The works of García Lorca, internationally recognized as Spain's most prominent lyric poet and dramatist of the twentieth century, are filled with thinly veiled homosexual motifs and themes.
There has always been homosexual involvement in American musical theatre and a homosexual sensibility even in straight musicals, and recently the Broadway musical has welcomed openly homosexual themes and situations.
Best known for his genius in art and architecture, Michelangelo was also an accomplished author of homoerotic poetry.
The African-American gay male literary tradition consists of a substantial body of texts and includes some of the most gifted writers of the twentieth century.
Combining elements of incongruity, theatricality, and exaggeration, camp is a form of humor that helps homosexuals cope with a hostile environment.
Langston Hughes, whose literary legacy is enormous and varied, was closeted, but homosexuality was an important influence on his literary imagination, and many of his poems may be read as gay texts.
James Baldwin, a pioneering figure in twentieth-century literature, wrote sustained and articulate challenges to American racism and mandatory heterosexuality.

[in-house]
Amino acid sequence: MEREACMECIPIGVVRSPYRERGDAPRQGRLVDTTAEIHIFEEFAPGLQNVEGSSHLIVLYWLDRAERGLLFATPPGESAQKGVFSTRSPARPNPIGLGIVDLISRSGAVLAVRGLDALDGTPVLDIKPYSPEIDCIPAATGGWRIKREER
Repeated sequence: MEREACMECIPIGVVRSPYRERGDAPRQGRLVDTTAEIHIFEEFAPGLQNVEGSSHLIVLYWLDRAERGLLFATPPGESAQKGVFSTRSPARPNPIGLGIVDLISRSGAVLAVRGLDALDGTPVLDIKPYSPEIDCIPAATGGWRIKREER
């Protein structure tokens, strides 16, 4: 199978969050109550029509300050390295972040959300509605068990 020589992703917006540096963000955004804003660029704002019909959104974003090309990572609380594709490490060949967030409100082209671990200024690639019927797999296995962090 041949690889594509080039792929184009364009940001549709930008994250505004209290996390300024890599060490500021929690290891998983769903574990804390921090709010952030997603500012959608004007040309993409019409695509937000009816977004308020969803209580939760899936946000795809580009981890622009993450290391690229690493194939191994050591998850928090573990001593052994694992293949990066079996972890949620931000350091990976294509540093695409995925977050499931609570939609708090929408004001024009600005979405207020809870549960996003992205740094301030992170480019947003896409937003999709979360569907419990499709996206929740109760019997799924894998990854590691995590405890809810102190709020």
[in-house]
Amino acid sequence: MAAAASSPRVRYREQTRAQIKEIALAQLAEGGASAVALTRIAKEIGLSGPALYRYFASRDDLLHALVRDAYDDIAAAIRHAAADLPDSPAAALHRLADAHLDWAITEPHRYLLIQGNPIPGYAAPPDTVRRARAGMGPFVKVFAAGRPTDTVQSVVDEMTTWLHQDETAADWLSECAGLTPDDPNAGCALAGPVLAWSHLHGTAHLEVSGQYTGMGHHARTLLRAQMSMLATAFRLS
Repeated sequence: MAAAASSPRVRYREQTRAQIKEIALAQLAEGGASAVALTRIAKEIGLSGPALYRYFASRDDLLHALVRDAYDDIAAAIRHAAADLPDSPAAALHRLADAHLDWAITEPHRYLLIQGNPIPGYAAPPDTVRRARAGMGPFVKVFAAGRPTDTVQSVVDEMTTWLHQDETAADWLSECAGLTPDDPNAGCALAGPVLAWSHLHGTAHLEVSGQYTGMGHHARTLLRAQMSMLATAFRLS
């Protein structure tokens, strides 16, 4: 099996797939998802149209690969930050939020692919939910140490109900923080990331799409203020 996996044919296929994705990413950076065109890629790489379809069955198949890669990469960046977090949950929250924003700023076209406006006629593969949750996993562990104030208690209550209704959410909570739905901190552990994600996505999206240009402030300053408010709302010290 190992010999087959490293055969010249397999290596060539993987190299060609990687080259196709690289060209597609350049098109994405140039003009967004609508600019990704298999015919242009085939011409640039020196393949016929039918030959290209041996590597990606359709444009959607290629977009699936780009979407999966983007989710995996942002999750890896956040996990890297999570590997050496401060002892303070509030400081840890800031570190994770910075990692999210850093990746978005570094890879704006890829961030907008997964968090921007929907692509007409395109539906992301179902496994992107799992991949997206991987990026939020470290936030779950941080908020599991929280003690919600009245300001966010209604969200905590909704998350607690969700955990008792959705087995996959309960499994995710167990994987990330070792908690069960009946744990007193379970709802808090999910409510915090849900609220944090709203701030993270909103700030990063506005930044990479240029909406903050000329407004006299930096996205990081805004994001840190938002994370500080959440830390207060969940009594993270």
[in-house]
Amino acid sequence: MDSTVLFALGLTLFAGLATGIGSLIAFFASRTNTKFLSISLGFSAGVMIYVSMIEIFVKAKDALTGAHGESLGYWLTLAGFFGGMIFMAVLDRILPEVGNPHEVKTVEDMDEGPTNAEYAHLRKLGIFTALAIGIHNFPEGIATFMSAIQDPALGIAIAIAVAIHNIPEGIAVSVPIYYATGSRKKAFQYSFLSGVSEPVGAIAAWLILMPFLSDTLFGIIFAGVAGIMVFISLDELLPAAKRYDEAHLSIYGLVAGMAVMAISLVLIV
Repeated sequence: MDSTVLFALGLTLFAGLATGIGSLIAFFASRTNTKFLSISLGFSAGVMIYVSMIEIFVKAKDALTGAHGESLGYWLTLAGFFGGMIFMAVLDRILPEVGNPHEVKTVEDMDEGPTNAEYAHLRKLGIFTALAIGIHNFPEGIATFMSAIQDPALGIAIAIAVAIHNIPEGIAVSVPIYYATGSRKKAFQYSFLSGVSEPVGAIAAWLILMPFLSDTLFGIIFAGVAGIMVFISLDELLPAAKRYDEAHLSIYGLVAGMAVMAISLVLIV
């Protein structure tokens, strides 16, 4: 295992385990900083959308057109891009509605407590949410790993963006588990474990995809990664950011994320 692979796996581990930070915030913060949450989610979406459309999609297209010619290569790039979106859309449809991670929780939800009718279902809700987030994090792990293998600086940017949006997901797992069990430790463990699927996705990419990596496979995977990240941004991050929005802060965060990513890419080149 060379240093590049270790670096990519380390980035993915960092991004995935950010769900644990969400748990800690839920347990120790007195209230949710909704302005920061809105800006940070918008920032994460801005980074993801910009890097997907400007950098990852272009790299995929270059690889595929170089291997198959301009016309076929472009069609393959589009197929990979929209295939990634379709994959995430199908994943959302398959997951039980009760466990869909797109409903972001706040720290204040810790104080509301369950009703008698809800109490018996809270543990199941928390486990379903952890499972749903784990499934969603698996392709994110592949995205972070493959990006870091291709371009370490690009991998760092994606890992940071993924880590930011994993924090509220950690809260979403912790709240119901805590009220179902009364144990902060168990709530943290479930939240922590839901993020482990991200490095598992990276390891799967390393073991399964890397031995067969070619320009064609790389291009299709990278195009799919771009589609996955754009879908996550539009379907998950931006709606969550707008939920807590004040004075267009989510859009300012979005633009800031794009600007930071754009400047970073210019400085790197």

Oscar Wilde is important both as an accomplished writer and as a symbolic figure who exemplified a way of being homosexual at a pivotal moment in the emergence of gay consciousness.
Scout leader Geoffrey McGrath.
On April 17, 2014, following attempts to pressure an openly gay scoutmaster to step down and then the church which sponsors the troop to fire him, the Boy Scouts of America revoked the charter of a church-sponsored troop. The decision bars the Rainier Beach United Methodist Church and its 15 scouts from using logos, uniforms, and names associated with the Boy Scouts as long as the troop is led by scoutmaster Geoffrey McGrath. The decision also reignites the controversy over the organization's contentious policy on homosexuality.